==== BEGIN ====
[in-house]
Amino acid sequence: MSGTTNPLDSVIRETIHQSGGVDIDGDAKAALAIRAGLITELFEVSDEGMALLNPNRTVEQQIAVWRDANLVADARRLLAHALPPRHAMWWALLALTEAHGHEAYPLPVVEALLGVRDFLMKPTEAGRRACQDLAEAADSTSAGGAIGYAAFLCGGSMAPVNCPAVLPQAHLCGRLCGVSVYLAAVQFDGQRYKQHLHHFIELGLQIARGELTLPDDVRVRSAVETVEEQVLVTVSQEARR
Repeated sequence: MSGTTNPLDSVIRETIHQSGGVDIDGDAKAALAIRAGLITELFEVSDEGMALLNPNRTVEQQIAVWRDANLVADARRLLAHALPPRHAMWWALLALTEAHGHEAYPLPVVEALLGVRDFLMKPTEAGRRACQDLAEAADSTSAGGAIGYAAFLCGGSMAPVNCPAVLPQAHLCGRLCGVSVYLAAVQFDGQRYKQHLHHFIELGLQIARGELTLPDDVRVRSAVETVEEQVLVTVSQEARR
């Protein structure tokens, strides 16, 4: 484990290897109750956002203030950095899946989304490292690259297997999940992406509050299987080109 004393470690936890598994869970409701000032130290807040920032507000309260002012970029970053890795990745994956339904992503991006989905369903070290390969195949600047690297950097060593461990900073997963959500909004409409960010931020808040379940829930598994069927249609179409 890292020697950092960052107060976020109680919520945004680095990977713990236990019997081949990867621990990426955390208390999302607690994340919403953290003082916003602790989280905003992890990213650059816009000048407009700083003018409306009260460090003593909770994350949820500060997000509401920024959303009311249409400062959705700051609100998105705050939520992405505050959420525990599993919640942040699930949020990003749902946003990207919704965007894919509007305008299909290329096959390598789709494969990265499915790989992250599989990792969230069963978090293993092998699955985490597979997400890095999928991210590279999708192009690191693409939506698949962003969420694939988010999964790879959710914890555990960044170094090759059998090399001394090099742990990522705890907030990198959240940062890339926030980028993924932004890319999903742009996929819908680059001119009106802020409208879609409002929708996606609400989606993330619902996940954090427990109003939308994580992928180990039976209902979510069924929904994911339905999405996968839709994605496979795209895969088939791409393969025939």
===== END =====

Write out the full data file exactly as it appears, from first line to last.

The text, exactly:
[in-house]
Amino acid sequence: MSGTTNPLDSVIRETIHQSGGVDIDGDAKAALAIRAGLITELFEVSDEGMALLNPNRTVEQQIAVWRDANLVADARRLLAHALPPRHAMWWALLALTEAHGHEAYPLPVVEALLGVRDFLMKPTEAGRRACQDLAEAADSTSAGGAIGYAAFLCGGSMAPVNCPAVLPQAHLCGRLCGVSVYLAAVQFDGQRYKQHLHHFIELGLQIARGELTLPDDVRVRSAVETVEEQVLVTVSQEARR
Repeated sequence: MSGTTNPLDSVIRETIHQSGGVDIDGDAKAALAIRAGLITELFEVSDEGMALLNPNRTVEQQIAVWRDANLVADARRLLAHALPPRHAMWWALLALTEAHGHEAYPLPVVEALLGVRDFLMKPTEAGRRACQDLAEAADSTSAGGAIGYAAFLCGGSMAPVNCPAVLPQAHLCGRLCGVSVYLAAVQFDGQRYKQHLHHFIELGLQIARGELTLPDDVRVRSAVETVEEQVLVTVSQEARR
């Protein structure tokens, strides 16, 4: 484990290897109750956002203030950095899946989304490292690259297997999940992406509050299987080109 004393470690936890598994869970409701000032130290807040920032507000309260002012970029970053890795990745994956339904992503991006989905369903070290390969195949600047690297950097060593461990900073997963959500909004409409960010931020808040379940829930598994069927249609179409 890292020697950092960052107060976020109680919520945004680095990977713990236990019997081949990867621990990426955390208390999302607690994340919403953290003082916003602790989280905003992890990213650059816009000048407009700083003018409306009260460090003593909770994350949820500060997000509401920024959303009311249409400062959705700051609100998105705050939520992405505050959420525990599993919640942040699930949020990003749902946003990207919704965007894919509007305008299909290329096959390598789709494969990265499915790989992250599989990792969230069963978090293993092998699955985490597979997400890095999928991210590279999708192009690191693409939506698949962003969420694939988010999964790879959710914890555990960044170094090759059998090399001394090099742990990522705890907030990198959240940062890339926030980028993924932004890319999903742009996929819908680059001119009106802020409208879609409002929708996606609400989606993330619902996940954090427990109003939308994580992928180990039976209902979510069924929904994911339905999405996968839709994605496979795209895969088939791409393969025939």